|Member of the U.S. House of Representatives|
from Illinois's 1st district
January 3, 1971 - October 10, 1978
Ralph Harold Metcalfe
May 29, 1910
Atlanta, Georgia, U.S.
|Died||October 10, 1978 (aged 68)|
Chicago, Illinois, U.S.
|Resting place||Holy Sepulchre Cemetery|
|Spouse(s)||Gertrude Pemberton (1937-1943)|
Madalynne Young (1947-1978)
|Education||Marquette University (BPhil)|
University of Southern California (MA)
Ralph Harold Metcalfe Sr. (May 29, 1910 - October 10, 1978) was an American track and field sprinter and politician. He jointly held the world record in the 100-meter dash and placed second in that event in two Olympics, first to Eddie Tolan and then to Jesse Owens at the 1936 Olympics in Berlin, Germany. Metcalfe won four Olympic medals and was regarded as the world's fastest human in 1934 and 1935. He later went into politics and in the city of Chicago and served in the United States Congress for four terms in the 1970s as a Democrat from Illinois.
Born in Atlanta, Georgia, Metcalfe grew up in Chicago and graduated high school from Tilden Tech in 1930. He accepted a track scholarship to Marquette University in Milwaukee, Wisconsin, and equaled the record of 10.3 seconds in the 100 m on a number of occasions, as well as equaling the 200 m record of 20.6 seconds. He became the first man to win the NCAA 200 m title three times consecutively. At the 1932 Summer Olympics in Los Angeles, he virtually dead-heated with his rival Eddie Tolan, with the gold medal awarded to Tolan only after extended study of the photograph; both recorded a time of 10.38 seconds in the 100 meters. Metcalfe also earned a bronze medal at these games, in the 200 meters. He competed again at the 1936 Summer Olympics in Berlin, and again took silver in the 100 meters, this time behind four-time gold medalist Owens. They won gold in the 4×100 meter relay with Foy Draper and Frank Wykoff; the U.S. won by 1.1 seconds over runner-up Italy, and Germany took bronze. Fierce rivals on the track, Metcalfe and Owens (1913-1980) became lifelong friends.
Metcalfe was convinced to the end of his life that the 100 m should have been awarded as a tie between him and Eddie Tolan: "I have never been convinced I was defeated. It should have been a tie" Film evidence and that of observers of the race seem to support Metcalfe's verdict. The AAU later changed their rules to have the winner being the first athlete to cross the line not merely breast the tape. It was the latter that Tolan was judged to have done first. The AAU went further and awarded the race as a tie but the International Olympic Committee has never agreed to this change. They maintain the result stands because the judges decided in line with the rules at the time that Eddie Tolan's entire torso had passed the finish line on the ground before Metcalfe's. In addition, even though credited with same time as Tolan, 10.3 s, a time that equaled the then world record, Metcalfe's time was never ratified as a world record.
In the 200 m, Metcalfe was embroiled in further controversy. Observers at the time claimed the marking for his starting holes were 3-4 feet behind where they should have been. Others claimed this discrepancy was the result of an optical illusion because George Simpson in the lane outside cut his holes on the outside of his lane whilst Metcalfe used the inside of his. In any case, Metcalfe was offered a re-run but refused because he feared the United States would not be able to repeat its 1-2-3.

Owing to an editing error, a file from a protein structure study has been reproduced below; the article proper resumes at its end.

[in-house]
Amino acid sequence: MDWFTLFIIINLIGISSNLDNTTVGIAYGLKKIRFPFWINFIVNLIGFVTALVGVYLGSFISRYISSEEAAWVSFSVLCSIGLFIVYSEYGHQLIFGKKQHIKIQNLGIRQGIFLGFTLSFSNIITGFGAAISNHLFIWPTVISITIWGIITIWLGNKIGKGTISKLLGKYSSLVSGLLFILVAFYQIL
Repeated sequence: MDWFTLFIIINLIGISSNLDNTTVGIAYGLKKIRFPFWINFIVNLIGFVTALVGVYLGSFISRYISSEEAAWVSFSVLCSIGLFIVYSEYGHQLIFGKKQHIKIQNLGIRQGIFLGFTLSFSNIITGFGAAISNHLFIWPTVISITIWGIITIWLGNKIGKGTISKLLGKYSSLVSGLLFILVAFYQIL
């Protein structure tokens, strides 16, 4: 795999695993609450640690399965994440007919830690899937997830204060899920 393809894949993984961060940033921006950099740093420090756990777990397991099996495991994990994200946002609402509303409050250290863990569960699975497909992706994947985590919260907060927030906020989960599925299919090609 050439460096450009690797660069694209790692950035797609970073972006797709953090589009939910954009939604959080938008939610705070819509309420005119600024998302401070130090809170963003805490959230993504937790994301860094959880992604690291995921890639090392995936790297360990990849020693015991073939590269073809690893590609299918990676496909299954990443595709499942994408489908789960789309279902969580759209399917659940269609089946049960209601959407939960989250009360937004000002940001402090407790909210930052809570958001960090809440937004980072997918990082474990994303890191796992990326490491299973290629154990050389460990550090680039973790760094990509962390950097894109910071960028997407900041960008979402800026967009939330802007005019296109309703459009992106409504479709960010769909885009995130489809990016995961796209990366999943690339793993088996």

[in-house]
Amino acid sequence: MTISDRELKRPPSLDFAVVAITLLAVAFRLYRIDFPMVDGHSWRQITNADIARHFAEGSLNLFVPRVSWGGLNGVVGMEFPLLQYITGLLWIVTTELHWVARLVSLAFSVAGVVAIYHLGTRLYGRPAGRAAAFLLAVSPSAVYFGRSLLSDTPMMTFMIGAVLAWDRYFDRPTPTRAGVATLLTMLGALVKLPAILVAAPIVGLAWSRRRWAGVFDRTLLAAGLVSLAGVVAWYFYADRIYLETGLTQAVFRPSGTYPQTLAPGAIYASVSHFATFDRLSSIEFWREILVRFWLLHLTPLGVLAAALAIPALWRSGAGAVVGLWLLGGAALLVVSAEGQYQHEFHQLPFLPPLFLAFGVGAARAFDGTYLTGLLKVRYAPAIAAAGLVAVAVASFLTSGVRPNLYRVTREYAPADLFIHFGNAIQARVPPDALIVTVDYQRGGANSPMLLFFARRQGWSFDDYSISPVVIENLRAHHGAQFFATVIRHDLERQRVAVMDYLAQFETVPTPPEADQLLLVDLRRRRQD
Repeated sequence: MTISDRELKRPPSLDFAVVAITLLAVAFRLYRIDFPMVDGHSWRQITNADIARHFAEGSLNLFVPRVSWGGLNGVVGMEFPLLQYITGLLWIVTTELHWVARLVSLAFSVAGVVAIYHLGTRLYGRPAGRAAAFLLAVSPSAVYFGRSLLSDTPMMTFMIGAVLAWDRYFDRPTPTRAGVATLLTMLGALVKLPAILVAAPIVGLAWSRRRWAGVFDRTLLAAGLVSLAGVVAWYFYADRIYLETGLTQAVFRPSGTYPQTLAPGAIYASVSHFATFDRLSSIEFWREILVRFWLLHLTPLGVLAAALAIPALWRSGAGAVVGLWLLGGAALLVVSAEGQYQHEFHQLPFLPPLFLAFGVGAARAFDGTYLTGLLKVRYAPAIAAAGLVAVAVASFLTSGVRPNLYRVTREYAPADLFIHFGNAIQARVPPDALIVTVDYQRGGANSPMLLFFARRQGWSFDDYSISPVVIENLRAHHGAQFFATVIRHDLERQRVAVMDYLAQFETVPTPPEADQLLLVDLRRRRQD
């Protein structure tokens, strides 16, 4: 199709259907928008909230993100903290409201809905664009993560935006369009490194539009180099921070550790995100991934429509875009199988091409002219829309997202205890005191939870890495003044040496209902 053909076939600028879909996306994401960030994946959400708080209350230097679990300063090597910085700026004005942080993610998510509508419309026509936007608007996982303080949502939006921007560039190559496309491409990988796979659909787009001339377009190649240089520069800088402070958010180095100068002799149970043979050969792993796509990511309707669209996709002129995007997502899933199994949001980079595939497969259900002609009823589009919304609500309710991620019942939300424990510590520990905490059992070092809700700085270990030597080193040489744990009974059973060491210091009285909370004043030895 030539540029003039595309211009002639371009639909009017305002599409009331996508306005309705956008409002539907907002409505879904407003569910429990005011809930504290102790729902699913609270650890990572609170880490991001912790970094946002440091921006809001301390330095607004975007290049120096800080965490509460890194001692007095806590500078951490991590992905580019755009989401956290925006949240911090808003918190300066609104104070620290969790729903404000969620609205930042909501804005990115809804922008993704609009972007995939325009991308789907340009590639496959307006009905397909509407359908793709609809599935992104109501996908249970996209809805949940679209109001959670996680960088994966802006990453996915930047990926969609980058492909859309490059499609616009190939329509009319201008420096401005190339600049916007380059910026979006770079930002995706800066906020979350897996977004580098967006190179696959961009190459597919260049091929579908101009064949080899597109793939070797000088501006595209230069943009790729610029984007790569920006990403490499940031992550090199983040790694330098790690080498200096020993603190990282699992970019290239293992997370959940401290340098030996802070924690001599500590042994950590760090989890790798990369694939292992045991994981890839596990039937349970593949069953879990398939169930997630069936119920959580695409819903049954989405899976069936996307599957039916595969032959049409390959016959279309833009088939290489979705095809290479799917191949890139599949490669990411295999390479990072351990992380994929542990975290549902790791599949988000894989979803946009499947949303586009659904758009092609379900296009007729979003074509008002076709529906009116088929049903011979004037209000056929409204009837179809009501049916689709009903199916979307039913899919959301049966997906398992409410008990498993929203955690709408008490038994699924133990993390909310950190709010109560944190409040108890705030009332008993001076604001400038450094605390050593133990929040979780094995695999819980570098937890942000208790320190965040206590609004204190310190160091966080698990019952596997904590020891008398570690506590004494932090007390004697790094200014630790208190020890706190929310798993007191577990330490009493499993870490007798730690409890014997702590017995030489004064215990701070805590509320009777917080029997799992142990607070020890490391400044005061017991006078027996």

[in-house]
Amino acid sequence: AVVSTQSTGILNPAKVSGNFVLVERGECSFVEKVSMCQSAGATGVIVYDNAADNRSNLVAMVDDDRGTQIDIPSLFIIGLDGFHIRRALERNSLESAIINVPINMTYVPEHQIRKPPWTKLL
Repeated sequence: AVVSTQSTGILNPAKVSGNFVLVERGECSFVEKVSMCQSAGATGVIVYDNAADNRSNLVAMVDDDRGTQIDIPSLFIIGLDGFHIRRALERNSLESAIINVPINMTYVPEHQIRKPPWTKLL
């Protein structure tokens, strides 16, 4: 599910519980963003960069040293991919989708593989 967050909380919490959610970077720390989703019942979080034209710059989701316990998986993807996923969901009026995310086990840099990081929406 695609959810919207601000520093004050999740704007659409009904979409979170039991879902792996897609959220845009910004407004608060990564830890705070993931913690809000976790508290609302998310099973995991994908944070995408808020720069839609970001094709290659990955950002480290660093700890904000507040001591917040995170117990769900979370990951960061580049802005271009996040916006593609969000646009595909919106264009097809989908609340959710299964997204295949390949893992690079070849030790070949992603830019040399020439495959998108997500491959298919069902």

In the sprint relay, Metcalfe became involved in a controversy not of his own making. Originally the United States chose for the relay the athletes who had come 4th to 7th in the trials. Two of these athletes, Sam Stoller and Marty Glickman, were replaced with Metcalfe and Jesse Owens allegedly because they were Jewish. Metcalfe and Owens were undoubtedly the superior sprinters but they had not done the relay baton practice and the switch went against established practice.
Metcalfe was United States Champion at 100 m between 1932-34 (and was 2nd in 1935-36) and at 200 m between 1932-36.
Metcalfe 16 times broke or equaled world record times at various distances. However, only 5 of these were ever officially ratified by the athletics governing body, the IAAF. The ratified times were:
After earning his bachelor's degree at Marquette in 1936, Metcalfe completed a master's degree at the University of Southern California in Los Angeles in 1939. Metcalfe taught political science and coached track at Xavier University in New Orleans, and served in the transportation corps of U.S. Army in World War II, rising to the rank of first lieutenant and awarded the Legion of Merit medal. After the war, he moved back to Chicago and later headed the state's athletic commission.
In 1955, Metcalfe won the first of four elections as an alderman representing the South Side of Chicago. He ran for an open seat in Congress in 1970 as a Democrat and was easily elected from Illinois' first district. The seat had been filled for 28 years by William L. Dawson, who was retiring at age 84 due to poor health and then died less than a week after the 1970 election. Metcalfe was a co-founder of the Congressional Black Caucus (CBC) in 1971 and later was noted for breaking ranks with Chicago mayor Richard Daley after incidents of police brutality.
Metcalfe married Gertrude Pemberton on June 9, 1937 in Dallas, Texas. They divorced in Los Angeles, California in 1943. Metcalfe married Madalynne Fay Young in 1947 and they had one son. He was a member of Alpha Phi Alpha fraternity, Alpha Sigma Nu honor society, and the Corpus Christi parish in Chicago's Bronzeville neighborhood. He converted to Catholicism in 1932, while an undergraduate at Marquette.